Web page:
TURIN, Italy (AP) – A bit of advice for English-speaking visitors to this city who want to find the Shroud of Turin: Don’t try asking locals, “Where can I find the Shroud of Turin?”
I gave it a shot during a recent trip. I speak Italian, but I wanted to see what would happen if I didn’t. My quest began at a coffee bar on the portico-lined Piazza Castello, the heavily trafficked central square that will host some medal ceremonies and concerts during the Feb. 10-26 Winter Olympics.
It also happens to be about three blocks from Piazza San Giovanni, site of Turin’s main cathedral, where the Holy Shroud – the linen some believe is Jesus’ burial cloth – has been housed since the 1500s.
Approaching the woman at the register, I asked: “Does anyone here speak English?”
She called downstairs, summoning the cafe’s designated English speaker.
“Hi. I’m sorry, I don’t speak Italian. Do you speak English?” I asked.
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Taking a break?
“Yes. A little,” he said, smiling.
I started by ordering a coffee, which drew under-the-breath muttering and an admonishment to his co-workers to never again disturb him merely for that.
Then I asked: “Can you tell me where I can find the Shroud?”
Him: “The what?”
Me: “The Shroud. The Holy Shroud. The Shroud of Turin.”
Him: “I don’t know what that is. Sorry.”
And so it went.
I stopped two police officers who were strolling down an adjacent store-lined street. They looked as though they might have been window shopping.
Me: “Do you speak English?”
Cop 1: “O, Dio.” (Translation: “Oh, God.”)
Cop 2: “Yes. A little.”
Me: “Can you tell me where I can find the Shroud of Turin?”
Cop 2: (Blank stare.)
I tried a store that sells jerseys and other merchandise from Juventus, the Turin soccer club that is the Italian equivalent of the New York Yankees. Again, the designated English speaker was summoned and had no idea what I was talking about when I used the word “shroud.”
The same scenario unfolded at a pizza joint on Via XX Settembre, the street that leads to the piazza where the Shroud is, and when I asked the nun at the counter of a shop selling religious items a half-block from Piazza San Giovanni.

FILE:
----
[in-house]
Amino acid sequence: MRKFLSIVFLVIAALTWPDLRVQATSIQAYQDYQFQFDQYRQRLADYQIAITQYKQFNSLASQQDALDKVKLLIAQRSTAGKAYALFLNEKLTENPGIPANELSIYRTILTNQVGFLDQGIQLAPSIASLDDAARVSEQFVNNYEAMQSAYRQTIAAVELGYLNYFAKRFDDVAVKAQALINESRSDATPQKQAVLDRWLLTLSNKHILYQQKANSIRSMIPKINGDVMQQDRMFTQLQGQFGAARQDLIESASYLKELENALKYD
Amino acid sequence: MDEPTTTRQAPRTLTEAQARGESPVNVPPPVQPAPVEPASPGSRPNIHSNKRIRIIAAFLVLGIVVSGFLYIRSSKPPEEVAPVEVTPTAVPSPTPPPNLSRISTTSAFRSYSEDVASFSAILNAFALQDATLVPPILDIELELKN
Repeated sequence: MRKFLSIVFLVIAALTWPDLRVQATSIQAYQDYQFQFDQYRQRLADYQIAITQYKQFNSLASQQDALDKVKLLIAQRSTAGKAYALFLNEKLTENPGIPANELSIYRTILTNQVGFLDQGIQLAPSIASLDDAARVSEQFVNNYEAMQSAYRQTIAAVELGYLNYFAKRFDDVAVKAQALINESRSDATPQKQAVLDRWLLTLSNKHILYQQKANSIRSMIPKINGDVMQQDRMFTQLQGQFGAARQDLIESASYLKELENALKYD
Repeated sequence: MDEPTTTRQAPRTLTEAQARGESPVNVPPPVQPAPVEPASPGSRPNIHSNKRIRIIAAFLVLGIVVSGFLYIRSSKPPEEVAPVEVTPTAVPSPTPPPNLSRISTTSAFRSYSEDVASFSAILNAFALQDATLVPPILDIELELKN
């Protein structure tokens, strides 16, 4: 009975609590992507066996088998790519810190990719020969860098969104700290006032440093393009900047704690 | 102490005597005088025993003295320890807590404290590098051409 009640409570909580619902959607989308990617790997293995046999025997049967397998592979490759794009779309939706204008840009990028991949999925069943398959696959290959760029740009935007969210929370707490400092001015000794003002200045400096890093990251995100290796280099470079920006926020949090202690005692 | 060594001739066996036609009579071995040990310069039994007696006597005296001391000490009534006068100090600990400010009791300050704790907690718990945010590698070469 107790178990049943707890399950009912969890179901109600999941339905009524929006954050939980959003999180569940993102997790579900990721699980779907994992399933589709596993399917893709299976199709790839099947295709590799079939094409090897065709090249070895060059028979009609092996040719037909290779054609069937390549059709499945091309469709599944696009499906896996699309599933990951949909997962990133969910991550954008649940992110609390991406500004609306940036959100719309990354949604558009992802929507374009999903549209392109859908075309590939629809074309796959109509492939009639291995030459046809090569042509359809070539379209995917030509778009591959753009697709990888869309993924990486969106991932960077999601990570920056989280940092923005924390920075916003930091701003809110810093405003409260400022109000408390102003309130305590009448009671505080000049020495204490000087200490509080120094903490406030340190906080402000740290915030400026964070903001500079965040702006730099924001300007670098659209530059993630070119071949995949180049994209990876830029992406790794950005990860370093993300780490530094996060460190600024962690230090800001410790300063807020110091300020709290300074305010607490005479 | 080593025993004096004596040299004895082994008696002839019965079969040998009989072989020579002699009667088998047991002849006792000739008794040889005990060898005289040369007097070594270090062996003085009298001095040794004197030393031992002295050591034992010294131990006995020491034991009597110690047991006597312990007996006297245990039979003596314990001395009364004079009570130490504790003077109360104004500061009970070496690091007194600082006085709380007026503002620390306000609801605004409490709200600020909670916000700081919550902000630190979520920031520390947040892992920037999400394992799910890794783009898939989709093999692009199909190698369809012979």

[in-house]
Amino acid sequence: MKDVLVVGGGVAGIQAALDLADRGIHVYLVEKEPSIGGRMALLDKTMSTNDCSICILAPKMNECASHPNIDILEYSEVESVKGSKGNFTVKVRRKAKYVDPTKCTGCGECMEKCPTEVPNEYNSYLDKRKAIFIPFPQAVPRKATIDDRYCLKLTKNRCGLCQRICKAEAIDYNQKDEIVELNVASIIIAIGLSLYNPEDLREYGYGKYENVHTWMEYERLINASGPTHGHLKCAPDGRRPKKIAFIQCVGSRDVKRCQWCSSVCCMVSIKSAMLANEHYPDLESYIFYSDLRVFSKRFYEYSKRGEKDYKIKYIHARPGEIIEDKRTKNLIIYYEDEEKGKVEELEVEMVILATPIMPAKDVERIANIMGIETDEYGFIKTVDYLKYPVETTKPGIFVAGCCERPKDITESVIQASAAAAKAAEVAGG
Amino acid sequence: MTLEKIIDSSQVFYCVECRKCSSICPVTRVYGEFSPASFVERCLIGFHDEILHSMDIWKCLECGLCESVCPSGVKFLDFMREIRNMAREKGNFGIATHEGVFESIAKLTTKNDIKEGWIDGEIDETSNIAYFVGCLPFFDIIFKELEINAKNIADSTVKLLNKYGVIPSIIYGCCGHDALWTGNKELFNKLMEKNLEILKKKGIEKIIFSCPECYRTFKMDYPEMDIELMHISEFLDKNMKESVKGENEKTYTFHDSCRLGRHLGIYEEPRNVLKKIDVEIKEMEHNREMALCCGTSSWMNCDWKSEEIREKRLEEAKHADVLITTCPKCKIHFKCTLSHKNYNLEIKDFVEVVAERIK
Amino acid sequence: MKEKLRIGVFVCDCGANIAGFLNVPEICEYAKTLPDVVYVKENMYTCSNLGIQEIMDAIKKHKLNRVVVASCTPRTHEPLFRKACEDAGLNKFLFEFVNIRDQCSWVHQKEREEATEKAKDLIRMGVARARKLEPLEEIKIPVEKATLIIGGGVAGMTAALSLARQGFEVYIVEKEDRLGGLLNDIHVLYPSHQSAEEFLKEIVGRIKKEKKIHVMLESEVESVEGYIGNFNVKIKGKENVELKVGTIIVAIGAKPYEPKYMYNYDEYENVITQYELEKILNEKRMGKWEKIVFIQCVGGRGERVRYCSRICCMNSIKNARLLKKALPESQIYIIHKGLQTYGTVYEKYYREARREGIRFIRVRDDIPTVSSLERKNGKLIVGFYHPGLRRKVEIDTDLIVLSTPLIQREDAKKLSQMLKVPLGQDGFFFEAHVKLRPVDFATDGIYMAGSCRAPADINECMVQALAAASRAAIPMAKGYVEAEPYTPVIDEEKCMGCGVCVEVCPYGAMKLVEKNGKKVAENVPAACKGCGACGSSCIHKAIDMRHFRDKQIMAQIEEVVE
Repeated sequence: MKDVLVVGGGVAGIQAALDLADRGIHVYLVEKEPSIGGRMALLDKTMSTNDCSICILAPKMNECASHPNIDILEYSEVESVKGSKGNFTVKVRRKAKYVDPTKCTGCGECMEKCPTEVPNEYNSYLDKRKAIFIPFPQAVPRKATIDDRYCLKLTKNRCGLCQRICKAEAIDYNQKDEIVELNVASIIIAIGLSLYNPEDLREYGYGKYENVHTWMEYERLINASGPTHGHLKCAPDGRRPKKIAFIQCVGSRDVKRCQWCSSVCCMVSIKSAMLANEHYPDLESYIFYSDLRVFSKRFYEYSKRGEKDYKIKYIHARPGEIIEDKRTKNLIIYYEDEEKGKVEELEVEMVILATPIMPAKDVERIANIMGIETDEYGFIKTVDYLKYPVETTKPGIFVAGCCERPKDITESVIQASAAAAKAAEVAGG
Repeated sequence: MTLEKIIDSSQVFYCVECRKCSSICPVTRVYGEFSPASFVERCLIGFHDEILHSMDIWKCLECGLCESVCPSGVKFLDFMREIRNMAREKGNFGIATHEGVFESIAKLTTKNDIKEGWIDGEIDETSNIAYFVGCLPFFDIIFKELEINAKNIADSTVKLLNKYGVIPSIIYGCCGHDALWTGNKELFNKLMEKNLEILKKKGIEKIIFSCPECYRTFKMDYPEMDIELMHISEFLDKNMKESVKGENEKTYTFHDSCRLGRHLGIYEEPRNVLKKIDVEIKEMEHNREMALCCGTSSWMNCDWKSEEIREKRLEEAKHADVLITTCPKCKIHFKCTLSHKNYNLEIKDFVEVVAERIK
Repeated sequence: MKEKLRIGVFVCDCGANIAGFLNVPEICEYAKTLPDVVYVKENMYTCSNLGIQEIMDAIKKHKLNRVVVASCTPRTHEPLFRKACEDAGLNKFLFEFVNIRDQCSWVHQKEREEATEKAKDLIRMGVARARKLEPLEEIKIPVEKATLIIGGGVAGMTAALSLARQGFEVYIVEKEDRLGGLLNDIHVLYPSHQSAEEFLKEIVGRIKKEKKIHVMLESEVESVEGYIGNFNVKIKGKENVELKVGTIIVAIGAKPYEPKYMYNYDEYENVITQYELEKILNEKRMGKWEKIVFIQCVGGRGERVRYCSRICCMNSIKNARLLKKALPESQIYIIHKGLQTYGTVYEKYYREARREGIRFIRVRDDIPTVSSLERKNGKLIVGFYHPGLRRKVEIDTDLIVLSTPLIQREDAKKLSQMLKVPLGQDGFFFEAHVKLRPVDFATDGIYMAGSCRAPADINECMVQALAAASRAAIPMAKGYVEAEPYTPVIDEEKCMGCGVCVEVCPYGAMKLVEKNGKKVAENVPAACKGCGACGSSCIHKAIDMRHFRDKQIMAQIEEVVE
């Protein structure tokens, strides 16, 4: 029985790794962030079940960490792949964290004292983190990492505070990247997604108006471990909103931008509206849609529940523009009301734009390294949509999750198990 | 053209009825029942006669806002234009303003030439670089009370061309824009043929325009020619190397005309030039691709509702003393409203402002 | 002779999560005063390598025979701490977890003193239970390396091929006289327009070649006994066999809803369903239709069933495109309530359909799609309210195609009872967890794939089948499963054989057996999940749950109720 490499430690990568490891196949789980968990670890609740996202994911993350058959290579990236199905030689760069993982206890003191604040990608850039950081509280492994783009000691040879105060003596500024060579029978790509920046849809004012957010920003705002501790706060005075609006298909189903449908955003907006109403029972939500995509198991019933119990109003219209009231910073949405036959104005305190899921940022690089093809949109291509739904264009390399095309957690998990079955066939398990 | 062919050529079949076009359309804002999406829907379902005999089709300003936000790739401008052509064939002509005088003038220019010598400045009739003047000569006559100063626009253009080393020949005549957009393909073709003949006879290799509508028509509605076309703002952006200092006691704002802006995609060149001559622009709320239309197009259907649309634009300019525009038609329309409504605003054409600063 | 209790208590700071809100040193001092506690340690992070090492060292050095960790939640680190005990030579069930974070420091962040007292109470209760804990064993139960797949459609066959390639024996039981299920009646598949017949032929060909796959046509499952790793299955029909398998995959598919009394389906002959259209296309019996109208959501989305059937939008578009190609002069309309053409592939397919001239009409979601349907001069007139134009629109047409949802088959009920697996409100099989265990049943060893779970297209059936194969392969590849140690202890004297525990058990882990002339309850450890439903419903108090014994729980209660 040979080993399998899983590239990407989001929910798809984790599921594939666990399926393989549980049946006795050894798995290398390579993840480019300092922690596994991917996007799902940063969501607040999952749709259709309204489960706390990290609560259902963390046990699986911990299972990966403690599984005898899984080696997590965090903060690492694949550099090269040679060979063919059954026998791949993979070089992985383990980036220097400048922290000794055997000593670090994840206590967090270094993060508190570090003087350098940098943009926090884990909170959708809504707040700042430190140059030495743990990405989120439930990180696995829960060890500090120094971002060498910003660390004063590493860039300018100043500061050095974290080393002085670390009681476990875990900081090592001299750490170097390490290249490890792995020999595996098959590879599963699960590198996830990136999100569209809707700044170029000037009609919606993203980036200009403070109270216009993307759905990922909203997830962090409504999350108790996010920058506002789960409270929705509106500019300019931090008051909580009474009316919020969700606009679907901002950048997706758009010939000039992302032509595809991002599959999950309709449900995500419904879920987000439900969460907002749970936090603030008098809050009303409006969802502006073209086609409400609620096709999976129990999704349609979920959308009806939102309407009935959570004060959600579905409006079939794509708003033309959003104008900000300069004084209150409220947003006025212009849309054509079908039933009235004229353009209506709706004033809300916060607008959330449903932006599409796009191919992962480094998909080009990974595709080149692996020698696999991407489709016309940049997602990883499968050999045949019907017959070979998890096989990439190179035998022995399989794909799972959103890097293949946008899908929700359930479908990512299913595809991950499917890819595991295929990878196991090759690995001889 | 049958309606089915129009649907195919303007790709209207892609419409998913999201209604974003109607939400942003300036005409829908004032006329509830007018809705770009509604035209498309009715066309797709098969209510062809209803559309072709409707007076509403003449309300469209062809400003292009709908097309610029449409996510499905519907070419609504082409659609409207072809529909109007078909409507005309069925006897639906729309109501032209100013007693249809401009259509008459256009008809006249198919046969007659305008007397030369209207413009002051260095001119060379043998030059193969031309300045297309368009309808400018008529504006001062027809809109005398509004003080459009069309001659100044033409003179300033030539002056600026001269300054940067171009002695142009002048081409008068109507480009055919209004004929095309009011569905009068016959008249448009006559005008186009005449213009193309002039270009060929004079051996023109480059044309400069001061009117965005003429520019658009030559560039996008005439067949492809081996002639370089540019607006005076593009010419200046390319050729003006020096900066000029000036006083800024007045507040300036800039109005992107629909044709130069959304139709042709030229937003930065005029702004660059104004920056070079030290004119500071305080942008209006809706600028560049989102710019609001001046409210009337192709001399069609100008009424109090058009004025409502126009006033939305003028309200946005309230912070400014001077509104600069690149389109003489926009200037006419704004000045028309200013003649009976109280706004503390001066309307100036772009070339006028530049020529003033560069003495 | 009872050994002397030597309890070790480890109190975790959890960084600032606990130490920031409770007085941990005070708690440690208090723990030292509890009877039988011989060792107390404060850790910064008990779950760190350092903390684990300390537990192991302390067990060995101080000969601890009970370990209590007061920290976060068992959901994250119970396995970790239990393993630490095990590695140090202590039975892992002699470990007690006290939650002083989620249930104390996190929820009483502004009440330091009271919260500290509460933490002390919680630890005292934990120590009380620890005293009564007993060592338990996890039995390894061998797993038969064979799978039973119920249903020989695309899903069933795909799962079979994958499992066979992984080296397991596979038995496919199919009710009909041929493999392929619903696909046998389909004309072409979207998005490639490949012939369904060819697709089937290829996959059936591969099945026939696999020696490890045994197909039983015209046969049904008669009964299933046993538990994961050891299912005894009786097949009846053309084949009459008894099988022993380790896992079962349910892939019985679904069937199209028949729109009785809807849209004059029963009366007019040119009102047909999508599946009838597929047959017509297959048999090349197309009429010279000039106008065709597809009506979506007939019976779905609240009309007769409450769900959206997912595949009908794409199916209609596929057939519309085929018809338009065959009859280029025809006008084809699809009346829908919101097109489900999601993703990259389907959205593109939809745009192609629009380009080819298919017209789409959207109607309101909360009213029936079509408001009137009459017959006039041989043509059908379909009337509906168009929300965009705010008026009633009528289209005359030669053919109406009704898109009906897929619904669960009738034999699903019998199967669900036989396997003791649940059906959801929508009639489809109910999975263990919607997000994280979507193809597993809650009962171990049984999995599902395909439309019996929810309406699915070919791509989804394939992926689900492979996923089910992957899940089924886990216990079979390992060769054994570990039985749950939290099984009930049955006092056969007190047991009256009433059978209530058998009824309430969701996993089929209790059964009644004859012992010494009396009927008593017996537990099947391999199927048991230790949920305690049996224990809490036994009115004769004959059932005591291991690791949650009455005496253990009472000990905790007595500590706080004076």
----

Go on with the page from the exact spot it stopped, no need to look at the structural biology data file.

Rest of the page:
The reason, of course, that Italians aren’t familiar with the word “shroud” is that it’s, well, English. Italians call it “La Santa Sindone.”
The city set up English classes for police officers, taxi drivers and others who might regularly interact with the million-plus visitors expected during the Olympics. Some said they found it helpful, and for every pair of police officers I encountered, one spoke pretty impressive English.
Some, though, said the classes weren’t all that useful.
“I was lost,” taxi driver Antonino Nicolo said. “The teachers weren’t very prepared to teach a class with people who hadn’t had any schooling in English.”
I also stopped at a newspaper stand near Piazza Vittorio, steps from the main Olympic merchandise store, and asked the vendor if she spoke English.
The response came in Italian: “My son speaks English, but I don’t.”
Me (in English): “Do you know where I can find the Shroud? The Shroud of Turin?”
Her (in Italian): “No. I’m sorry.”
And then, I hit upon the secret formula, using these words in English: “Jesus” and “religious.” Perhaps because those are pronounced quite similarly in Italian – “Gesu” and “religioso” – she understood.
“Aaah, La Santa Sindone,” she said, nodding excitedly, and pulled out a map to show me the way.
Here’s some more advice: Don’t expect to actually see the Sindone.
About 4 1/2 metres long and one metre wide, the linen has an image that believers say was left by Jesus’ body when he was wrapped in it after being taken down from the cross.
When you enter the cathedral, to the left of the pews, there’s a photographic replica of the Shroud, about two-thirds the size of the original. There are pamphlets in several languages, and helpful guides who aim their red laser pens at the copy as they describe it.
The Shroud itself? It’s in its own chapel in the back left corner of the cathedral, enclosed in a box behind bulletproof glass. It was last brought out for public viewing in 2000, and is not scheduled to go on display again until 2025.
There was speculation the Shroud might be open to viewing during the Olympics. But Turin Cardinal Severino Poletto, the Shroud’s custodian, announced in December it would remain closed.